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Remember when evening gazette

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World Cup flower-power in 1966. What with all the excitement brewing about this year's World Cup tournament hosted by South Africa it reminded one of our readers about a special time in Middlesbrough during the legendary 1966 World Cup.

World Cup flower-power in 1966

Ray Hornsea used to be a bricklayer working for Middlesbrough Corporation and in 1966 he found himself high up on the scaffolding of the Art Gallery building in Linthorpe Road with a perfect view across the street over Ayresome Gardens. The remarkable colour photograph taken by Ray Hornsea high above Linthorpe Road looking down onto Ayresome Gardens and the special floral display celebrating the World Cup in 1966 Ray was at the time a keen photographer and he noticed that a floral arrangement had been made to celebrate the World Cup being held in England. The garden had been created by Ken Sherwood, who was Middlesbrough Parks Manager, at the time.

Clough on his bike. A picture of the statue of Brian Clough sent in by a reader caused Ian Lawrence to put pen to paper as the memories came flooding back.

Clough on his bike

Ian Lawrence writes: "On seeing the picture of the statue of Brian Clough on your picture features page on Saturday evening (May 22) I was prompted to search through my old photo album of the time when I was teaching at Marton Grove Junior School in the late 1940s and early 1950s. I came across the enclosed picture of Brian on his bike in Albert Park. Brian Clough pictured on his bicycle in Albert Park in 1949. When Boro broke the record. Now here is a piece of Boro history that may have escaped the attention of the most ardent supporter, Ayresome Park one time home of the Boro once featured in the Guinness Book of Records.

When Boro broke the record.

As we all may have guessed it wasn't for anything that took place on the pitch, far from it, but for something that was achieved high above the hallowed turf. Ayresome Park in 1989 with a Boro match having just kicked off since the clock on the stand reads 3 o'clock. The opponents were unidentified but the record that had been broken was high above both teams. This is the story of the record breaking advertising hoarding for Heritage Hampers that once graced the roof the North Stand, which anyone who regularly attended Ayresome Park in those days will surely remember. Evening Gazette reader and budding journalist Derek Gaffney tells the story of this remarkable but almost forgotten event.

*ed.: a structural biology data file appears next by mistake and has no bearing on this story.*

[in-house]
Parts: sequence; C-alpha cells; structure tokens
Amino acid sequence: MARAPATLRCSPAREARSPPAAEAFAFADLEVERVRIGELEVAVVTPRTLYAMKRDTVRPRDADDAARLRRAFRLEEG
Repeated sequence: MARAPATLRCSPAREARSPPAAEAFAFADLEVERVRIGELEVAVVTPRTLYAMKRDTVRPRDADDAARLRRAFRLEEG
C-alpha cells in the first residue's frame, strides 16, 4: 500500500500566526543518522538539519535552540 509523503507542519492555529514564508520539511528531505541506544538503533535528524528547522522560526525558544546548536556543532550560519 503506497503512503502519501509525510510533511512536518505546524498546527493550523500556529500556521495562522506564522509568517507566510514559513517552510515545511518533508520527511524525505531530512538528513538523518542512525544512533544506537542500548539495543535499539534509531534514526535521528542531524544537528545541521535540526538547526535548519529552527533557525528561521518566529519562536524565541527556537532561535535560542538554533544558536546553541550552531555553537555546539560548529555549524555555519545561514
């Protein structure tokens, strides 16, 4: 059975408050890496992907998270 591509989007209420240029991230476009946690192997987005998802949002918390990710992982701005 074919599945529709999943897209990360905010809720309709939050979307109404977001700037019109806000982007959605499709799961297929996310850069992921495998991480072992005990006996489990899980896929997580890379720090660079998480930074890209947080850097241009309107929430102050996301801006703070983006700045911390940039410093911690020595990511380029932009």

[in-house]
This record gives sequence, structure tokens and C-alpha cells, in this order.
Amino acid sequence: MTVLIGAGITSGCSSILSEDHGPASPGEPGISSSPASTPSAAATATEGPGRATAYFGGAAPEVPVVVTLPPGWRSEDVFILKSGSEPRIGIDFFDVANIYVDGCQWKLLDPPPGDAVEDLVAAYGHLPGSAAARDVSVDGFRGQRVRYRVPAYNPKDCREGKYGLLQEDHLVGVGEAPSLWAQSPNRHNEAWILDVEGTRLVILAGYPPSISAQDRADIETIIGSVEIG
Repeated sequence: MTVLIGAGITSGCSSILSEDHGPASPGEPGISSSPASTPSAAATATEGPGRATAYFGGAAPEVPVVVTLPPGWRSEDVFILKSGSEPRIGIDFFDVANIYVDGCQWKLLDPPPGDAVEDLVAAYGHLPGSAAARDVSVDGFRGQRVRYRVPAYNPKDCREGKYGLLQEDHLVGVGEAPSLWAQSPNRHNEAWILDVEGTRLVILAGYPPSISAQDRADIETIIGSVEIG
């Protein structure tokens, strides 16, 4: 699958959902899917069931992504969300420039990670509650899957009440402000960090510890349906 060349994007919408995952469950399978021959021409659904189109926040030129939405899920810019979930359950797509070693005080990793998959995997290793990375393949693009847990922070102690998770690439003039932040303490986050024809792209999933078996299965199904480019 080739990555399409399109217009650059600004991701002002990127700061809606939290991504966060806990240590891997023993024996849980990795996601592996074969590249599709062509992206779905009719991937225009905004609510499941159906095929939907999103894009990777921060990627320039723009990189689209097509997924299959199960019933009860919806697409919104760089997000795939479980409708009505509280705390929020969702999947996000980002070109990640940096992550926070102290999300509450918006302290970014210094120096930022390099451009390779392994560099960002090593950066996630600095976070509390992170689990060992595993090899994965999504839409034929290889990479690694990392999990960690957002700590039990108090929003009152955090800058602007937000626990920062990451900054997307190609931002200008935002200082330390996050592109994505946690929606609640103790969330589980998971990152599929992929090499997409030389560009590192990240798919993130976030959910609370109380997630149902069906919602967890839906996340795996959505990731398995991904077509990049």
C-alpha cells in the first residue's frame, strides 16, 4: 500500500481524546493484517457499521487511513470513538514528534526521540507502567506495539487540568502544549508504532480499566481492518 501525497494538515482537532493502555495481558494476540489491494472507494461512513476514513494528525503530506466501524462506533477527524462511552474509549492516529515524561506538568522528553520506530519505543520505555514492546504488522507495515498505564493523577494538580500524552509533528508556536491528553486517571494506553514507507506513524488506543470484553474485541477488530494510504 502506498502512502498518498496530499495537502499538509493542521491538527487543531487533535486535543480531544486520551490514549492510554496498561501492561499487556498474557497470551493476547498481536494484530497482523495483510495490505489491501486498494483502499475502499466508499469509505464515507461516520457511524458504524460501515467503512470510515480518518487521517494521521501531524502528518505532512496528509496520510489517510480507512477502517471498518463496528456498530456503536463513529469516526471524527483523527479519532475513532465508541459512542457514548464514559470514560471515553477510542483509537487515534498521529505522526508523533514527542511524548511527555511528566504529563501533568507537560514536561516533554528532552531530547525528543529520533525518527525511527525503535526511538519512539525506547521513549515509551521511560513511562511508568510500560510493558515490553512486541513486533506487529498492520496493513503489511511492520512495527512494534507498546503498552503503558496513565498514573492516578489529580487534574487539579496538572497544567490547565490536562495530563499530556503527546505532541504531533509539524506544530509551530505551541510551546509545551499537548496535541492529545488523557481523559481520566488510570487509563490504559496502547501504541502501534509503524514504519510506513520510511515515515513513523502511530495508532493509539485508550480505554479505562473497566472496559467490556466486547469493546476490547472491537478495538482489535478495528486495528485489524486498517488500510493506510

Derek Gaffney tells the story of how Boro was once a record breaker. Well done Derek, George, Gary and Les. St Patrick's Church, Cannon Street. Wings over Cannon Street. Pigeon racing has always been a popular pastime among Teesside folk and it is an activity which has been somewhat neglected by Remember When.

Wings over Cannon Street

This of course was not deliberate or even an oversight, it is just that until now we had very little information from readers about the history of the sport in the area. That was until we heard from Stan Wheatley who has recalled a very famous race involving a pigeon from the Cannon Street district of Middlesbrough, which won the championship in 1951.

Middlesbrough from the air looking west along Newport Road towards Stockton. Cannon Street. For those who can't remember or are too young to even know, Cannon Street or more accurately the Cannon Street area, which was known officially as Cannon Ward was roughly bounded by Newport Road to the South, Boundary Road (near Sainsbury's now) to the East, The Newport Bridge approach road to the West and the LNER railway to the North.

Cannon Street